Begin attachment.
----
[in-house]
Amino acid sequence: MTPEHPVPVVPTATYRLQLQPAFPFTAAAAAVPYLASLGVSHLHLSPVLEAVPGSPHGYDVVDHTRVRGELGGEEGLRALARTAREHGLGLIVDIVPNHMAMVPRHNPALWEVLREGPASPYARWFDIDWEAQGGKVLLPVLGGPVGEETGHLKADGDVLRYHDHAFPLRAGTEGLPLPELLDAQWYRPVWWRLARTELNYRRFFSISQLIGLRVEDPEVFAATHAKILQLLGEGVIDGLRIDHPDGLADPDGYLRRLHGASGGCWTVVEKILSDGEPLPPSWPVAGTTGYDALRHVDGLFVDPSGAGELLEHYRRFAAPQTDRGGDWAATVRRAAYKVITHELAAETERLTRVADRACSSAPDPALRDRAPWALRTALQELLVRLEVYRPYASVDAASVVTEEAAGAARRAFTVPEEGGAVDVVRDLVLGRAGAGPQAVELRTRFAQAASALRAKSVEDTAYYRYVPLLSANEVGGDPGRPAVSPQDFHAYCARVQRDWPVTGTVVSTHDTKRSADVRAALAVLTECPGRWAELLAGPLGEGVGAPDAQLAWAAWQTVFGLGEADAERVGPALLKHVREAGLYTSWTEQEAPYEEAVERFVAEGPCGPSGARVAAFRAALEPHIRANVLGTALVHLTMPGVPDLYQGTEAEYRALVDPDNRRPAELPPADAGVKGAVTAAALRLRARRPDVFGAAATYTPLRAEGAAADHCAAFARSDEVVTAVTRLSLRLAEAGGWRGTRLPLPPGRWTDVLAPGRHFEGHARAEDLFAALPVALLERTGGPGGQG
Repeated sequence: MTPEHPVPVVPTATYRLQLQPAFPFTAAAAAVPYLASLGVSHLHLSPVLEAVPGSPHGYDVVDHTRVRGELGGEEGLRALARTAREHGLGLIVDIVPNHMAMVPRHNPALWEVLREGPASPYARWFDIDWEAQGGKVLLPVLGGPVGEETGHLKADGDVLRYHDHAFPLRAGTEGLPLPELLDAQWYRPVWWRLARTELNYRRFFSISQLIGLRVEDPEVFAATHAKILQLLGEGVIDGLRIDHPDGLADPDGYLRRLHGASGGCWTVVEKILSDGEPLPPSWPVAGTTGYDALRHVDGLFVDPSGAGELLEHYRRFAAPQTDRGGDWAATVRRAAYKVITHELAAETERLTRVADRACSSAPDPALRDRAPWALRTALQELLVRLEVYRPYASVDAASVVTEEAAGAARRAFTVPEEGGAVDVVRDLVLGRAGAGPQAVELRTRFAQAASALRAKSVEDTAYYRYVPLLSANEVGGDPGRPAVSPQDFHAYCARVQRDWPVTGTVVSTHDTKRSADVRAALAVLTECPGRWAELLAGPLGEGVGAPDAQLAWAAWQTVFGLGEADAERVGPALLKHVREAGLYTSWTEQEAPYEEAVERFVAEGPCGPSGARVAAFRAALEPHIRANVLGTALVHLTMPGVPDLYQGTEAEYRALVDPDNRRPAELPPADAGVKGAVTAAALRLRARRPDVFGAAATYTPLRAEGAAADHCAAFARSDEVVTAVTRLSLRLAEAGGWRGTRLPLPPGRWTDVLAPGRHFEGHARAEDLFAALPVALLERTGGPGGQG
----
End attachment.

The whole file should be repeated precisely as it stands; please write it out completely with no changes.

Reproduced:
[in-house]
Amino acid sequence: MTPEHPVPVVPTATYRLQLQPAFPFTAAAAAVPYLASLGVSHLHLSPVLEAVPGSPHGYDVVDHTRVRGELGGEEGLRALARTAREHGLGLIVDIVPNHMAMVPRHNPALWEVLREGPASPYARWFDIDWEAQGGKVLLPVLGGPVGEETGHLKADGDVLRYHDHAFPLRAGTEGLPLPELLDAQWYRPVWWRLARTELNYRRFFSISQLIGLRVEDPEVFAATHAKILQLLGEGVIDGLRIDHPDGLADPDGYLRRLHGASGGCWTVVEKILSDGEPLPPSWPVAGTTGYDALRHVDGLFVDPSGAGELLEHYRRFAAPQTDRGGDWAATVRRAAYKVITHELAAETERLTRVADRACSSAPDPALRDRAPWALRTALQELLVRLEVYRPYASVDAASVVTEEAAGAARRAFTVPEEGGAVDVVRDLVLGRAGAGPQAVELRTRFAQAASALRAKSVEDTAYYRYVPLLSANEVGGDPGRPAVSPQDFHAYCARVQRDWPVTGTVVSTHDTKRSADVRAALAVLTECPGRWAELLAGPLGEGVGAPDAQLAWAAWQTVFGLGEADAERVGPALLKHVREAGLYTSWTEQEAPYEEAVERFVAEGPCGPSGARVAAFRAALEPHIRANVLGTALVHLTMPGVPDLYQGTEAEYRALVDPDNRRPAELPPADAGVKGAVTAAALRLRARRPDVFGAAATYTPLRAEGAAADHCAAFARSDEVVTAVTRLSLRLAEAGGWRGTRLPLPPGRWTDVLAPGRHFEGHARAEDLFAALPVALLERTGGPGGQG
Repeated sequence: MTPEHPVPVVPTATYRLQLQPAFPFTAAAAAVPYLASLGVSHLHLSPVLEAVPGSPHGYDVVDHTRVRGELGGEEGLRALARTAREHGLGLIVDIVPNHMAMVPRHNPALWEVLREGPASPYARWFDIDWEAQGGKVLLPVLGGPVGEETGHLKADGDVLRYHDHAFPLRAGTEGLPLPELLDAQWYRPVWWRLARTELNYRRFFSISQLIGLRVEDPEVFAATHAKILQLLGEGVIDGLRIDHPDGLADPDGYLRRLHGASGGCWTVVEKILSDGEPLPPSWPVAGTTGYDALRHVDGLFVDPSGAGELLEHYRRFAAPQTDRGGDWAATVRRAAYKVITHELAAETERLTRVADRACSSAPDPALRDRAPWALRTALQELLVRLEVYRPYASVDAASVVTEEAAGAARRAFTVPEEGGAVDVVRDLVLGRAGAGPQAVELRTRFAQAASALRAKSVEDTAYYRYVPLLSANEVGGDPGRPAVSPQDFHAYCARVQRDWPVTGTVVSTHDTKRSADVRAALAVLTECPGRWAELLAGPLGEGVGAPDAQLAWAAWQTVFGLGEADAERVGPALLKHVREAGLYTSWTEQEAPYEEAVERFVAEGPCGPSGARVAAFRAALEPHIRANVLGTALVHLTMPGVPDLYQGTEAEYRALVDPDNRRPAELPPADAGVKGAVTAAALRLRARRPDVFGAAATYTPLRAEGAAADHCAAFARSDEVVTAVTRLSLRLAEAGGWRGTRLPLPPGRWTDVLAPGRHFEGHARAEDLFAALPVALLERTGGPGGQG